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Louise Reichardt (1779-1826)

Louise Reichardt was the daughter of J. F. Reichardt and his wife, Juliane. Decidedly middle class, Louise received some informal education from her father and family friends but was primarily self-taught. Many prominent figures in the German Romanticism movement, such as the Grimm brothers, Joseph von Eichendorff, and Ludwig von Arnim, were frequent guests at the Reichardt home and were known to have admired Louise’s song settings and singing ability. In 1809, she settled in Hamburg, where she made a living as a singing teacher; she also organized and directed a women’s chorus. She played a significant role in the formation of the German choral movement, a driving force in nineteenth-century musical nationalism. She composed more than 75 songs and choral pieces, running the gamut of styles. Many of them evoke folk characteristics, with their lyrical melodies and simple piano accompaniments.

See also:
Matthew Head. Sovereign Feminine: Music and Gender in Eighteenth-Century Germany. Berkeley: University of California Press, 2013.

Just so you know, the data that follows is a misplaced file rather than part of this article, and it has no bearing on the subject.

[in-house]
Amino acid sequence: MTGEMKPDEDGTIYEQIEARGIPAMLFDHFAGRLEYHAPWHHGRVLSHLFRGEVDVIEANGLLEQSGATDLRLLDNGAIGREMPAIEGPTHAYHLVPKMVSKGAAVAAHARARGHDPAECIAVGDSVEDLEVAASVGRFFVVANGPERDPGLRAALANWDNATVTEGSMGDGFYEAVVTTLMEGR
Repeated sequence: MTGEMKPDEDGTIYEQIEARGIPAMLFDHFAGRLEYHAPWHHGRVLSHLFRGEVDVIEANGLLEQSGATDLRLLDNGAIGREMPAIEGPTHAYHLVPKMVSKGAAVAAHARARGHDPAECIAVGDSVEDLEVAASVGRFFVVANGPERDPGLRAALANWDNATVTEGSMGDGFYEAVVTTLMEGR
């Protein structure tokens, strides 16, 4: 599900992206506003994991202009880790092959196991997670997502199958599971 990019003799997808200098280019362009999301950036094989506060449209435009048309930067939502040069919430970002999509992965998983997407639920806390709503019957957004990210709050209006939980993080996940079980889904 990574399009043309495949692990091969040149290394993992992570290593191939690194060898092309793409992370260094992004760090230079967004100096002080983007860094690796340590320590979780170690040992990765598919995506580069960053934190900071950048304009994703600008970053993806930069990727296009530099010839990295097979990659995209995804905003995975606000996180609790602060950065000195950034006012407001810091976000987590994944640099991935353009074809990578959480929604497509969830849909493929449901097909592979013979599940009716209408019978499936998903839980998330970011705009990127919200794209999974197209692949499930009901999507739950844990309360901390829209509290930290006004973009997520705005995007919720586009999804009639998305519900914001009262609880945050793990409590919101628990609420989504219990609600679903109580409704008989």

Diane P. Jezic. Women Composers: The Lost Tradition Found. New York: The Feminist Press at the City University of New York, 1988.

Louise Reichardt was the daughter of J. F. Reichardt and his wife, Juliane. Decidedly middle class, Louise received some informal education from her father and family friends but was primarily self-taught. Many prominent figures in the German Romanticism movement, such as the Grimm brothers, Joseph von Eichendorff, and Ludwig von Arnim, were frequent guests at the Reichardt home and were known to have admired Louise’s song settings and singing ability. In 1809, she settled in Hamburg, where she made a living as a singing teacher; she also organized and directed a women’s chorus. She played a significant role in the formation of the German choral movement, a driving force in nineteenth-century musical nationalism. She composed more than 75 songs and choral pieces, running the gamut of styles. Many of them evoke folk characteristics, with their lyrical melodies and simple piano accompaniments.

See also:
Matthew Head. Sovereign Feminine: Music and Gender in Eighteenth-Century Germany. Berkeley: University of California Press, 2013.

Diane P. Jezic. Women Composers: The Lost Tradition Found. New York: The Feminist Press at the City University of New York, 1988.